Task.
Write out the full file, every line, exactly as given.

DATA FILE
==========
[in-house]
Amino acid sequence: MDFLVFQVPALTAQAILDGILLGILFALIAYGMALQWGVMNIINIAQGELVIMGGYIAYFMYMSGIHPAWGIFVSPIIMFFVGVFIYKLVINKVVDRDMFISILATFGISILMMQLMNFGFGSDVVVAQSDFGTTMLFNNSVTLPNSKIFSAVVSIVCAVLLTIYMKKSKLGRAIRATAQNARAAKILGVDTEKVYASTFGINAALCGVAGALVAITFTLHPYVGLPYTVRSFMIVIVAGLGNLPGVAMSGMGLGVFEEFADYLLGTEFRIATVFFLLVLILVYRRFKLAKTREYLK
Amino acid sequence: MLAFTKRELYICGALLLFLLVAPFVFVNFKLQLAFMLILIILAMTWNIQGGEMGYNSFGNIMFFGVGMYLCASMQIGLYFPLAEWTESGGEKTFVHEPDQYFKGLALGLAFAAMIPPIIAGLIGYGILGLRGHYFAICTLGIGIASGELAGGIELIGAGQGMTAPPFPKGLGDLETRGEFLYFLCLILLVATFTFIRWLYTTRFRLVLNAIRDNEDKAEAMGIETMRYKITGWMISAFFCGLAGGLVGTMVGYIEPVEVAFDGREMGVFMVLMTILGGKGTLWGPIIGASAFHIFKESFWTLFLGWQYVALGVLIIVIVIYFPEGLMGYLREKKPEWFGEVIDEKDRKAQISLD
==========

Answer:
[in-house]
Amino acid sequence: MDFLVFQVPALTAQAILDGILLGILFALIAYGMALQWGVMNIINIAQGELVIMGGYIAYFMYMSGIHPAWGIFVSPIIMFFVGVFIYKLVINKVVDRDMFISILATFGISILMMQLMNFGFGSDVVVAQSDFGTTMLFNNSVTLPNSKIFSAVVSIVCAVLLTIYMKKSKLGRAIRATAQNARAAKILGVDTEKVYASTFGINAALCGVAGALVAITFTLHPYVGLPYTVRSFMIVIVAGLGNLPGVAMSGMGLGVFEEFADYLLGTEFRIATVFFLLVLILVYRRFKLAKTREYLK
Amino acid sequence: MLAFTKRELYICGALLLFLLVAPFVFVNFKLQLAFMLILIILAMTWNIQGGEMGYNSFGNIMFFGVGMYLCASMQIGLYFPLAEWTESGGEKTFVHEPDQYFKGLALGLAFAAMIPPIIAGLIGYGILGLRGHYFAICTLGIGIASGELAGGIELIGAGQGMTAPPFPKGLGDLETRGEFLYFLCLILLVATFTFIRWLYTTRFRLVLNAIRDNEDKAEAMGIETMRYKITGWMISAFFCGLAGGLVGTMVGYIEPVEVAFDGREMGVFMVLMTILGGKGTLWGPIIGASAFHIFKESFWTLFLGWQYVALGVLIIVIVIYFPEGLMGYLREKKPEWFGEVIDEKDRKAQISLD